begins. Position the arm at 120 to 130o to stabilize the scapula in a position of
abduction and lateral rotation, emphasize the upward rotation action of the
serratus in the abducted position.
2. Have the patient therapy localise (TL) the fibers that interdigitate with the
External Abdominus Oblique.
3. If the TL is positive and stimulates the inhibited Serratus Anticus the treatment
is indicated.
4. Find the direction of treatment by using digital vectors along the length of
both the serratus fasiculae and the abdominus attachment at the point of
interdigitation that creates strengthening of the inhibited serratus anticus.

Treatment of the Serratus Anticus:

1. Use firm digital pressure in the direction of positive challenge or vibration.


2. Retest the muscle. Strengthening to the manual pressure of the MMT
indicates a loss of inhibition.
RESULTS:

The most common treatment for this condition after screening for pathology in the
medical arena via accessing the ER or private medical service would be to use pain
medication, anti inflammatory medication, advice to keep moving and restricted
activity.

The patient’s presentation could have involved a number of approaches to care


ranging from disc injury due to the antalgia, to a cardio respiratory condition related
to the breathing difficulties. The patient did not complain of a shoulder problem yet
the most obvious problem with this patient was restricted movement of the shoulder.
All the symptoms during the first visit appeared related to the dysfunction of the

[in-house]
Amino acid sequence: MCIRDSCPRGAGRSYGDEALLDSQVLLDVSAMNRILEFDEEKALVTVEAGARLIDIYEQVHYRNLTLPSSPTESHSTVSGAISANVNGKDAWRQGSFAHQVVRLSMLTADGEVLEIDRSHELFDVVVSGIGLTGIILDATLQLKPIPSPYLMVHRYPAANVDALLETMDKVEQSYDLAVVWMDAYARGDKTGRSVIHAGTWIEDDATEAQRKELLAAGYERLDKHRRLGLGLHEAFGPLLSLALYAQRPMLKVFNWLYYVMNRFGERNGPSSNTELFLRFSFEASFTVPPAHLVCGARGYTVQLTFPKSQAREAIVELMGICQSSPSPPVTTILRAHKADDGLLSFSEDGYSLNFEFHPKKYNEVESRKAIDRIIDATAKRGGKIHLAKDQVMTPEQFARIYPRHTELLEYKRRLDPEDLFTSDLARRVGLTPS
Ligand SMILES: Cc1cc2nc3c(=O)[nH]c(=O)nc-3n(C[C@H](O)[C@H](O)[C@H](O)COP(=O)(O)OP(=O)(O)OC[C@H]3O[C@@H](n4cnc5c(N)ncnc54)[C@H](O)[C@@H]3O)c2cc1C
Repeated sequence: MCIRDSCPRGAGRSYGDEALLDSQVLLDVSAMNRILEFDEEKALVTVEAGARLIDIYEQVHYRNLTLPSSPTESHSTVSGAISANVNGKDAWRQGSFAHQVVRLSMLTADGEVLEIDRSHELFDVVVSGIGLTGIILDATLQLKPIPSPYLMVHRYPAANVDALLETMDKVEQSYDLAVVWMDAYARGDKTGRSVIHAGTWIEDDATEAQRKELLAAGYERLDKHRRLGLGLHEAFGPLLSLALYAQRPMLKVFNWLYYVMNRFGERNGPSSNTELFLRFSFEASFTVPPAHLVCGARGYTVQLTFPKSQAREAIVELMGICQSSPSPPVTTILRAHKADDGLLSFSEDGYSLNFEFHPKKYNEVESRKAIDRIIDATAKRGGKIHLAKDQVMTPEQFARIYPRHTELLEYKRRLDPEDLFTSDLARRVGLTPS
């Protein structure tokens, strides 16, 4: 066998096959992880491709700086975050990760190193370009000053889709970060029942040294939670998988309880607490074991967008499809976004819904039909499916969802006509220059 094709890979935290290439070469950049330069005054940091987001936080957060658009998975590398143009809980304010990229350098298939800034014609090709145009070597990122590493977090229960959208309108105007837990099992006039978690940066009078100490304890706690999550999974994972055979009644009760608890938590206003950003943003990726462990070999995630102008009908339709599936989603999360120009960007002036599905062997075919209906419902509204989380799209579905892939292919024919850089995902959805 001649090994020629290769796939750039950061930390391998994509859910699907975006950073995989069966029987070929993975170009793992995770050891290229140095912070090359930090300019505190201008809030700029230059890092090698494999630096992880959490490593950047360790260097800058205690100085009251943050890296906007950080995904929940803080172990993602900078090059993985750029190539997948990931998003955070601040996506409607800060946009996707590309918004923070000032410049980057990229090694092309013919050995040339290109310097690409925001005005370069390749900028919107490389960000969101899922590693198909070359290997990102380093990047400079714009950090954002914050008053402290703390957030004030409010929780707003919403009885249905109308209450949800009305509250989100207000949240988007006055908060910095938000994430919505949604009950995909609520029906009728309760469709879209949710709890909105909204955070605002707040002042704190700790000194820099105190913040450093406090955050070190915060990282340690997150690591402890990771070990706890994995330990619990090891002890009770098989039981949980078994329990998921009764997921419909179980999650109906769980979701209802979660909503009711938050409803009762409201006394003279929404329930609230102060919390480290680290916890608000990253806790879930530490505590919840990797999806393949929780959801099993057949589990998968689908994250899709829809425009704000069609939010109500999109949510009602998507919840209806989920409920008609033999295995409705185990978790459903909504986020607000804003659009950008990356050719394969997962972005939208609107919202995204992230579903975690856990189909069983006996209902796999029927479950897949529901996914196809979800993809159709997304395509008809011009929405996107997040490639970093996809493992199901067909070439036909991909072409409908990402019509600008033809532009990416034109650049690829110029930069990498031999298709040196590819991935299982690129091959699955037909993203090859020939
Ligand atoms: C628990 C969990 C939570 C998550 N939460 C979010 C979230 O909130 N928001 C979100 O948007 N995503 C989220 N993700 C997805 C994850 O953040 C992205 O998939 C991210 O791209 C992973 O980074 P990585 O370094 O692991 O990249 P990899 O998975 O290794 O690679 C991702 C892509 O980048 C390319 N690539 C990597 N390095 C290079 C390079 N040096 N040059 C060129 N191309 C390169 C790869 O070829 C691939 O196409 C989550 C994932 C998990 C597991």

shoulder and rib stabilizer muscles. It is possible the lateral thigh pain may have been
a precursor for this acute injury given possible radiculopathy sourced at the fixation of
the T10-L2 with probable hypermobility with the adjacent segment of L3.

Strain injuries of this kind usually heal with the resolution of inflammation and
function. This case was no exception. The patient overstretched his shoulder and rib
stabilizer muscles as he “did up” his pants. It is probable that the muscles may have
been inhibited before the injury occurred given his history of previous back problems.
The speed of use of the muscles may have been his undoing. They may not have been
able to contract as quickly as was required and overstretched. Speed of use can be a
critical factor in the early morning when running late for work and the muscles
coming out of a rest state from sleeping. Threats which may complicate this patients
recovery included advising the patient to be careful with rapid movement in the first
24 hours. Weight bearing aggravation of the injury can occur and will complicate